By flexing its sovereign control over its lands, a tribe can opt to give a business the flexibility it needs to operate, especially when compared to surrounding municipalities, Schubkegel said.
“It’s the tribe who will decide what businesses go there. They have their own zoning and siting requirements, but because tribes are smaller and more flexible, they can negotiate more efficiently with a business and decide whether they want it,” he said.
Given the advantage of tribal sovereignty, tribes also can elect to create a regulatory environment that differs from what the surrounding state and local governments have in place. For example, that sovereign advantage allowed Lume Cannabis Co. to open dispensaries on tribal lands in northern Michigan cities that had opted out of the state’s recreational marijuana marketplace.
Both tribes — the Sault Ste. Marie Tribe of Chippewa Indians and Little Traverse Bay Bands of Odawa Indians — had legalized the sale of cannabis on tribal lands, clearing the way for the company to open dispensaries even though the surrounding municipalities did not allow them, as Tribal Business News previously reported.
Another high-profile example came to light in mid September, when electric vehicle maker Tesla Inc. opened a retail store at a former casino location on Pueblo of Nambé lands about 15 miles north of Santa Fe, N.M.
Opening the retail store on tribal lands gave the automaker a workaround from the state’s strict auto dealership franchise laws. Like many other states, New Mexico law prohibits direct-to-consumer vehicle sales by automakers. However, the Nambé Pueblo’s laws that govern its sovereign land have no such restrictions.
While Tesla’s bricks-and-mortar retail strategy has gone through a period of acceleration and pullback in recent years, other startup electric vehicle manufacturers such as Rivian LLC and Lucid Motors Inc. have adopted a similar direct-to-consumer sales model.
As those companies grow, they could open up opportunities to do business on tribal lands as long as many states refuse to loosen their dealership franchise laws, said Kurtis Trevan, the former CEO of Gun Lake Investments, the Grand Rapids, Mich.-based non-gaming investment arm of the Match-E-Be-Nash-She-Wish Band of Pottawatomi Indians, or Gun Lake Tribe.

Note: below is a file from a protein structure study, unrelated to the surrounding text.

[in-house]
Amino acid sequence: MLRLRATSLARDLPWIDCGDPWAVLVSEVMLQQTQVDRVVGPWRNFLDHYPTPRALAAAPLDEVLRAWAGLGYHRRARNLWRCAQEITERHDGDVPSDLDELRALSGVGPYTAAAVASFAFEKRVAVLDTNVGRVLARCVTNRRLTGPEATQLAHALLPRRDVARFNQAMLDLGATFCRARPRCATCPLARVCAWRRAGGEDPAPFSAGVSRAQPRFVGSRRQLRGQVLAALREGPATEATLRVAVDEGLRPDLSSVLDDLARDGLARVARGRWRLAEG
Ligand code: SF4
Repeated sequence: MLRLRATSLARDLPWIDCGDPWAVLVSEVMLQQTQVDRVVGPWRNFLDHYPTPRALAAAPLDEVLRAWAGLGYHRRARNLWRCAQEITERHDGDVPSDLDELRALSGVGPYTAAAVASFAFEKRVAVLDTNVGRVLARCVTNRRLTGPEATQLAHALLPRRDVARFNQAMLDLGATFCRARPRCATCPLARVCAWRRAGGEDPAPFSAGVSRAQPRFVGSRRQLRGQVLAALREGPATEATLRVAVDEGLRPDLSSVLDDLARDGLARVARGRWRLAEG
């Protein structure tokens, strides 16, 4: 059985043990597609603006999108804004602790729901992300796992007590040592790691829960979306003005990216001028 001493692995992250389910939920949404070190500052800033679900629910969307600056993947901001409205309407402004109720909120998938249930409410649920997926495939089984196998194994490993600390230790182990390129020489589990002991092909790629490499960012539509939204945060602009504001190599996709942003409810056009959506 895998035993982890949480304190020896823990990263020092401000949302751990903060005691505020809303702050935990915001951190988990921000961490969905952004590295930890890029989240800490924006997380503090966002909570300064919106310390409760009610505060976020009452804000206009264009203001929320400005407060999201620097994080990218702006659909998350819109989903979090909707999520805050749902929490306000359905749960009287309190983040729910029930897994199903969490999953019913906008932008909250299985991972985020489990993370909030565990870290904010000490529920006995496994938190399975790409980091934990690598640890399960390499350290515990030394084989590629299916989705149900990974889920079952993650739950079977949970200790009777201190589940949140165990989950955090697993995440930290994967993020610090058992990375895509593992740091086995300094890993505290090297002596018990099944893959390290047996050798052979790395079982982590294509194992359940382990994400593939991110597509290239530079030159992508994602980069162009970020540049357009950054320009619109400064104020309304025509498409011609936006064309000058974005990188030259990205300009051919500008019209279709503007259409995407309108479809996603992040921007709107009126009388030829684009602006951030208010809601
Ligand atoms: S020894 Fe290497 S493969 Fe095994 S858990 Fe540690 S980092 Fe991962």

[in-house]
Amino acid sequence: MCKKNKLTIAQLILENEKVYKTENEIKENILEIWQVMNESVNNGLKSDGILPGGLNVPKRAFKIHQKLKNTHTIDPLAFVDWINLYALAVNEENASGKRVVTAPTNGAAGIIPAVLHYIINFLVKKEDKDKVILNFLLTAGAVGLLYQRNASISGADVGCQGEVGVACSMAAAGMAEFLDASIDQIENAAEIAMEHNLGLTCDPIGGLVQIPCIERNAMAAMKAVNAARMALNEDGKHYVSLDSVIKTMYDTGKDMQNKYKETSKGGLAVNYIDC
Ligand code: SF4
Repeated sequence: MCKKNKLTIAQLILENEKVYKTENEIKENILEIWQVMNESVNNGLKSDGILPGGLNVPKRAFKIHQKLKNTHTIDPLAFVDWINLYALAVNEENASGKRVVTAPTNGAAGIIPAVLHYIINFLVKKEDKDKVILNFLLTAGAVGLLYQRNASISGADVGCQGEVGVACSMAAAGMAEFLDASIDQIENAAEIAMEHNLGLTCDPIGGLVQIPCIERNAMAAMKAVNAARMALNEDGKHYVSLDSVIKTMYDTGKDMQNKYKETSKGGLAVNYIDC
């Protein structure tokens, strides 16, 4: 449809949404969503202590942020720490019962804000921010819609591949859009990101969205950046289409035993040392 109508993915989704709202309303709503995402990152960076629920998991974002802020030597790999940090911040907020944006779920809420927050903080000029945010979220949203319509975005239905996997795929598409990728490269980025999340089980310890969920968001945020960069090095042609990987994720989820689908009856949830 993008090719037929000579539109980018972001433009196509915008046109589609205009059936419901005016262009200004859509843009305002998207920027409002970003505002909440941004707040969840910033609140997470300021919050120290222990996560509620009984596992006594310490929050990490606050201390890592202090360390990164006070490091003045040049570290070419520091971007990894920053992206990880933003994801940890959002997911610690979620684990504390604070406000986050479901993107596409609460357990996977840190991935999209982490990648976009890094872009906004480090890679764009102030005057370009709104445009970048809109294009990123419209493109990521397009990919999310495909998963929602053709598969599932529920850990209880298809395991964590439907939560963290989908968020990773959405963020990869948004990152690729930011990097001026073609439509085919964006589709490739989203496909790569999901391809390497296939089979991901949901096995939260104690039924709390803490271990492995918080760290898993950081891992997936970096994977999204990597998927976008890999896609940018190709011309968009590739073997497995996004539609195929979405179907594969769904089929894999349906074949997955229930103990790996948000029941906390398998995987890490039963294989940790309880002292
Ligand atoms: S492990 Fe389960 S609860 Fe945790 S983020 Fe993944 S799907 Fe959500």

“The benefit to an EV company like Tesla is that they get to open on tribal trust land,” said Trevan, a citizen of the Gun Lake Tribe. “For tribes, they can generate sales tax revenue and charge above market lease rates for the real estate. I think, depending on the tribe, they could really drive a ton of incremental traffic to their reservation if they have a retail anchor.’
Trevan also cites companies involved in billboard advertising, insurance and online lending as prime candidates to take advantage of tribal sovereignty and locate on trust land. Still, he cautions that “a large percentage if not a majority of tribes have not strengthened their legal systems in a way that would give confidence to outside investors and partners.”
“You have to give outside partners confidence that they’ll be able to work through disputes,” Trevan said. “There’s a lot of case law on how parties can protect themselves, but it requires a limited waiver of sovereign immunity, and a number of tribes are opposed to doing that. Without strong judicial processes and systems, it scares off the investment partners.”
Varnum’s Schubkegel echoed that sentiment, although he noted that many companies are becoming increasingly comfortable with and attracted to doing business in Indian Country.
“Early on, companies were shy about subjecting themselves to tribal jurisdiction because they were comfortable with state law and state courts if there were issues that they had,” Schubkegel said. “As the private sector becomes more sophisticated and knowledgeable about how tribal law works and intersects with state law and federal law, they’re able to assess that unknown a little better and overcome any reluctance they might otherwise have.”